NH Family Hikes

Smarts Mountain

Length: 7.5 mile loop with out-and-back

Difficulty (click for info): Hard

Elevation Gain: 2440 feet

Rating (click for info): 8/10

Elevation: 3238'

Prominence: 2188'

Driving Directions:
Trailhead and parking area are on Dorchester Road in Lyme, NH. Dorchester Road leaves to the east from the center of Lyme. The parking area is on the north side, 4.7 miles down the road. Make sure to bear left to stay on this road at 3 miles, when it turns to dirt and the Dartmouth Skiway entrance is on the right.

About the Hike:
Smarts Mountain is a huge, forested mass which is the highest point in the long chain of peaks known as the Middle Connecticut River Mountains. Its summit bears a recently renovated fire tower which provides an excellent vista in all directions. This page describes a loop hike which ascends the scenic, ledgy Lambert Ridge and descends the less exciting but easier Ranger Trail.

Leave the left side of the parking area on the Lambert Ridge Trail, which wastes no time climbing the steep south slope of the ridge. There are many switchbacks as the path climbs through the open, bouldery forest. After a short climb, the trail reaches the first open areas on the ridge. It passes through some brushy areas, then goes by a viewpoint of the ski slopes on Dartmouth Skiway. At 0.8 miles, the trail reaches the best viewpoint on Lambert Ridge, a lengthy rock ledge with views out to hills and ponds to the east and south. You can also see Mt. Cardigan from here. The trail ascends another pitch past the ledge, then crosses a flat area before climbing again. There are alternating sections of beautiful forest and scenic ledges, some with views and some without, as the trail climbs to the first high point on the ridge in 0.6 miles from the best ledge. A minor forest descent follows before the trail gets up to the highest point, crossing more ledges on the way, 0.4 miles from the first peak. One ledge here faces toward the main mass of Smarts, which appears quite distant. Look closely for the fire tower. Past the ridge highpoint, you must drop 200 feet over 0.5 miles to the wide and dark low point between Lambert Ridge and the mountain. A thousand vertical feet remain between here and the summit.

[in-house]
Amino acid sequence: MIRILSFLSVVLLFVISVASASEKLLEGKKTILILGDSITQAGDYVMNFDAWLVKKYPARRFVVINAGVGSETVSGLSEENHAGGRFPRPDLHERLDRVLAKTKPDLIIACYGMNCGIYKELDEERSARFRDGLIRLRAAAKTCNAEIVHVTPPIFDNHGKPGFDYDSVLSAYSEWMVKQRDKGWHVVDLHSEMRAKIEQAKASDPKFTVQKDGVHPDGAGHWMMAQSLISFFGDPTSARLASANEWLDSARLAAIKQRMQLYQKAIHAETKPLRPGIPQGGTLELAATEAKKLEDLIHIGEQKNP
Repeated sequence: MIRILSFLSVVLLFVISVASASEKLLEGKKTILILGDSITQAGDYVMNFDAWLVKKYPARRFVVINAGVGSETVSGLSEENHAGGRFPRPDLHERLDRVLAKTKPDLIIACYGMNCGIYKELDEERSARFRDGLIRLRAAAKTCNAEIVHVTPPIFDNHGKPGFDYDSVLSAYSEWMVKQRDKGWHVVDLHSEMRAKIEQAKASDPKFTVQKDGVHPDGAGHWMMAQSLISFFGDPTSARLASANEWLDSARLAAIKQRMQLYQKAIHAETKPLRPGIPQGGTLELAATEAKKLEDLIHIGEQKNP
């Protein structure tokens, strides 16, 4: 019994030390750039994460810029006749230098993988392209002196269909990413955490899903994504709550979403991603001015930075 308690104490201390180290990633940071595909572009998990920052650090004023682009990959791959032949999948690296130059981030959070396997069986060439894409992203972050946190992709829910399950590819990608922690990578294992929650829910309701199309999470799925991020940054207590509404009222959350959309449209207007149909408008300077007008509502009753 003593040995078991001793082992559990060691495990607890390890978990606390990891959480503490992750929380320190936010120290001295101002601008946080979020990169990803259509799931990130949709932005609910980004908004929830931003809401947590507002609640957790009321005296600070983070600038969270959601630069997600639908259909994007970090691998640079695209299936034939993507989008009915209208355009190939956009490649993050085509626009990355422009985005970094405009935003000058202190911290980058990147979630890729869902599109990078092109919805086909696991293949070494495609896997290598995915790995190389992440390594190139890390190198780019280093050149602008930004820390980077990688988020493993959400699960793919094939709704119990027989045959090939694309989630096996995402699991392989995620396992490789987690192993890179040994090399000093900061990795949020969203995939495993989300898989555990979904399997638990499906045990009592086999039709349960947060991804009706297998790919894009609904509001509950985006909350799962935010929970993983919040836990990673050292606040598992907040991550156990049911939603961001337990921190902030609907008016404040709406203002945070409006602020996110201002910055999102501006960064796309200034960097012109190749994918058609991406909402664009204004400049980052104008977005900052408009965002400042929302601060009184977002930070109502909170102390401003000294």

The trail begins the climb very gradually at first; for the next 0.7 miles, there is little climbing and some descending. Then, the climb begins, increasing in grade for the next 0.3 miles. At this point, Lambert Ridge Trail joins with Ranger Trail. You will return to this intersection and descend on Ranger Trail. Continue ahead as the trail continues to become more difficult. During the next half mile, there are some difficult rocky sections, including one with a wooden staircase and iron rungs. The trail uses switchbacks to attack the steep west slope. In the upper sections, the trail winds through a grassy, eroded section. After the half mile, the trail reaches the edge of the huge plateau atop the mountain. Turn right onto a short spur trail to see a limited view to the south from a camp clearing. The main trail continues nearly flat for another 0.1 miles to the fire tower at the summit. There are excellent views across the broad top of the mountain from the tower. Views to the south extend a great distance, and you can see the trio of Mt. Cardigan, Ragged Mountain, and Mt. Kearsarge. Also notable is the view of nearby Mt. Cube. The most exciting aspect is of course the view of the White Mountains. Some of the closer hills block some of them from view, but this is an unusual angled perspective of the Whites. Mt. Washington is in clear view. Mt. Moosilauke, the closest of the Whites, looks impressive.

To descend on the loop, return to the junction with Ranger Trail and follow that trail. This trail was constructed from the former fire warden's route to the tower. The first section away from the junction remains rough, but the trail eases as you descend further along. After 0.7 uneventful miles, the trail crosses a brook and becomes much easier. In 0.4 miles further, the trail crosses a larger stream, Grant Brook, and passes a former garage. The trail continues at a distance from the brook for 0.7 miles, then returns to parallel it closer. Some sections can get muddy at times. After 0.3 miles in close proximity to Grant Brook, the trail angles away and descends the last easy 0.9 miles back to the parking area.

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